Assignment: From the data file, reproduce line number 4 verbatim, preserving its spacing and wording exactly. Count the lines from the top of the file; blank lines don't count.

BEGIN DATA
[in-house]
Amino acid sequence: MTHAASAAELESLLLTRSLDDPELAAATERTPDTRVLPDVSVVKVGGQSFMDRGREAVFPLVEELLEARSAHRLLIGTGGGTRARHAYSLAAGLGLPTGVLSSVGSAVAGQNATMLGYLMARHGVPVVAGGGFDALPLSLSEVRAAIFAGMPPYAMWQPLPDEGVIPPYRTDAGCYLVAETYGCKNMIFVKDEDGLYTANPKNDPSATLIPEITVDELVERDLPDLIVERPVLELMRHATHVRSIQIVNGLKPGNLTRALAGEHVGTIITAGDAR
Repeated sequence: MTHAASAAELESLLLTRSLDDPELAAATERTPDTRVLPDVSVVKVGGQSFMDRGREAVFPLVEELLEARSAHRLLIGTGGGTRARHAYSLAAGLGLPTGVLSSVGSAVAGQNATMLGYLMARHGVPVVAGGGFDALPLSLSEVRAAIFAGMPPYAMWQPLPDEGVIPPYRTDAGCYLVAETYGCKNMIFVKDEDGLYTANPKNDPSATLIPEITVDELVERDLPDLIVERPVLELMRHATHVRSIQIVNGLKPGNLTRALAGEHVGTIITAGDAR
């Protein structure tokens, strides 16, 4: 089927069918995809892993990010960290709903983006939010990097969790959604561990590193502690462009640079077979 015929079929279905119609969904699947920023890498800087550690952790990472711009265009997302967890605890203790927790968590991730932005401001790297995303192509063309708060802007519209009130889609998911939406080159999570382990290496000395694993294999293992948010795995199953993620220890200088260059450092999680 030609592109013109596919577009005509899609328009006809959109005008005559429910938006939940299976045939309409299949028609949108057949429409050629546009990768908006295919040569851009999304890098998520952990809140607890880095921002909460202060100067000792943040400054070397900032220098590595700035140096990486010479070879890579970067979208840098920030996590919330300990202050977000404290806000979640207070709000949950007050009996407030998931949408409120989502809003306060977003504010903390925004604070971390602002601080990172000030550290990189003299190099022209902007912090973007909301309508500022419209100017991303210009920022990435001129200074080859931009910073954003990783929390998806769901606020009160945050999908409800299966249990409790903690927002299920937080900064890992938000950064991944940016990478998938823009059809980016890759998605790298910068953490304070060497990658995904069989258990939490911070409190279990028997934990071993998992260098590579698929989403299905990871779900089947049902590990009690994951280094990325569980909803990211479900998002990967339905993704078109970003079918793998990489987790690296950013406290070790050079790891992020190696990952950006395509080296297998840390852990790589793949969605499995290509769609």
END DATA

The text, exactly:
């Protein structure tokens, strides 16, 4: 089927069918995809892993990010960290709903983006939010990097969790959604561990590193502690462009640079077979 015929079929279905119609969904699947920023890498800087550690952790990472711009265009997302967890605890203790927790968590991730932005401001790297995303192509063309708060802007519209009130889609998911939406080159999570382990290496000395694993294999293992948010795995199953993620220890200088260059450092999680 030609592109013109596919577009005509899609328009006809959109005008005559429910938006939940299976045939309409299949028609949108057949429409050629546009990768908006295919040569851009999304890098998520952990809140607890880095921002909460202060100067000792943040400054070397900032220098590595700035140096990486010479070879890579970067979208840098920030996590919330300990202050977000404290806000979640207070709000949950007050009996407030998931949408409120989502809003306060977003504010903390925004604070971390602002601080990172000030550290990189003299190099022209902007912090973007909301309508500022419209100017991303210009920022990435001129200074080859931009910073954003990783929390998806769901606020009160945050999908409800299966249990409790903690927002299920937080900064890992938000950064991944940016990478998938823009059809980016890759998605790298910068953490304070060497990658995904069989258990939490911070409190279990028997934990071993998992260098590579698929989403299905990871779900089947049902590990009690994951280094990325569980909803990211479900998002990967339905993704078109970003079918793998990489987790690296950013406290070790050079790891992020190696990952950006395509080296297998840390852990790589793949969605499995290509769609």